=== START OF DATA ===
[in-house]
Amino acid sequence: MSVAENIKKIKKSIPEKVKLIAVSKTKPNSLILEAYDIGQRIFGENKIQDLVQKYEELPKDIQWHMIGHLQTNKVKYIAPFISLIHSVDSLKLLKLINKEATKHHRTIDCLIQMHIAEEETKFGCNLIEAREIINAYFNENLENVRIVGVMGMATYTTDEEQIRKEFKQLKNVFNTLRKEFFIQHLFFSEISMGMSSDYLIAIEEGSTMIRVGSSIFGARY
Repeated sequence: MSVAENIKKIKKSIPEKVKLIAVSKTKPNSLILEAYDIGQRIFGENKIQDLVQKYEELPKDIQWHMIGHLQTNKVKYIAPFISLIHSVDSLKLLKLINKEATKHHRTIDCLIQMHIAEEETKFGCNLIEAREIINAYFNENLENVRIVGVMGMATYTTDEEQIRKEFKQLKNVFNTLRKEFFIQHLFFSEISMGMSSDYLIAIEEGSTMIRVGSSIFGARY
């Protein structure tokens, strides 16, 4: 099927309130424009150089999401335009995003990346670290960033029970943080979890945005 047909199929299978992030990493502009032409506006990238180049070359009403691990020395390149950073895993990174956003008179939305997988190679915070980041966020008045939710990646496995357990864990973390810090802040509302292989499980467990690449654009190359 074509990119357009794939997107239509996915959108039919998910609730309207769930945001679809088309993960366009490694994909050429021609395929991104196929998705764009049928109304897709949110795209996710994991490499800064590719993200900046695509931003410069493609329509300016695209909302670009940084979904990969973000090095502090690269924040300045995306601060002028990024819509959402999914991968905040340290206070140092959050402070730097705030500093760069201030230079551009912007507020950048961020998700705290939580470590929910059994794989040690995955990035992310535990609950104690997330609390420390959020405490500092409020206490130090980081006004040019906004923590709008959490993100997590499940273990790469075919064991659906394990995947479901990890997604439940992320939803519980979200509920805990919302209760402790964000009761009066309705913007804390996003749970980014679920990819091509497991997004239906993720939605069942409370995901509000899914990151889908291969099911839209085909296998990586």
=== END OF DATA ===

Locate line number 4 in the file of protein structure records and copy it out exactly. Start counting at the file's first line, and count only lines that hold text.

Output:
């Protein structure tokens, strides 16, 4: 099927309130424009150089999401335009995003990346670290960033029970943080979890945005 047909199929299978992030990493502009032409506006990238180049070359009403691990020395390149950073895993990174956003008179939305997988190679915070980041966020008045939710990646496995357990864990973390810090802040509302292989499980467990690449654009190359 074509990119357009794939997107239509996915959108039919998910609730309207769930945001679809088309993960366009490694994909050429021609395929991104196929998705764009049928109304897709949110795209996710994991490499800064590719993200900046695509931003410069493609329509300016695209909302670009940084979904990969973000090095502090690269924040300045995306601060002028990024819509959402999914991968905040340290206070140092959050402070730097705030500093760069201030230079551009912007507020950048961020998700705290939580470590929910059994794989040690995955990035992310535990609950104690997330609390420390959020405490500092409020206490130090980081006004040019906004923590709008959490993100997590499940273990790469075919064991659906394990995947479901990890997604439940992320939803519980979200509920805990919302209760402790964000009761009066309705913007804390996003749970980014679920990819091509497991997004239906993720939605069942409370995901509000899914990151889908291969099911839209085909296998990586």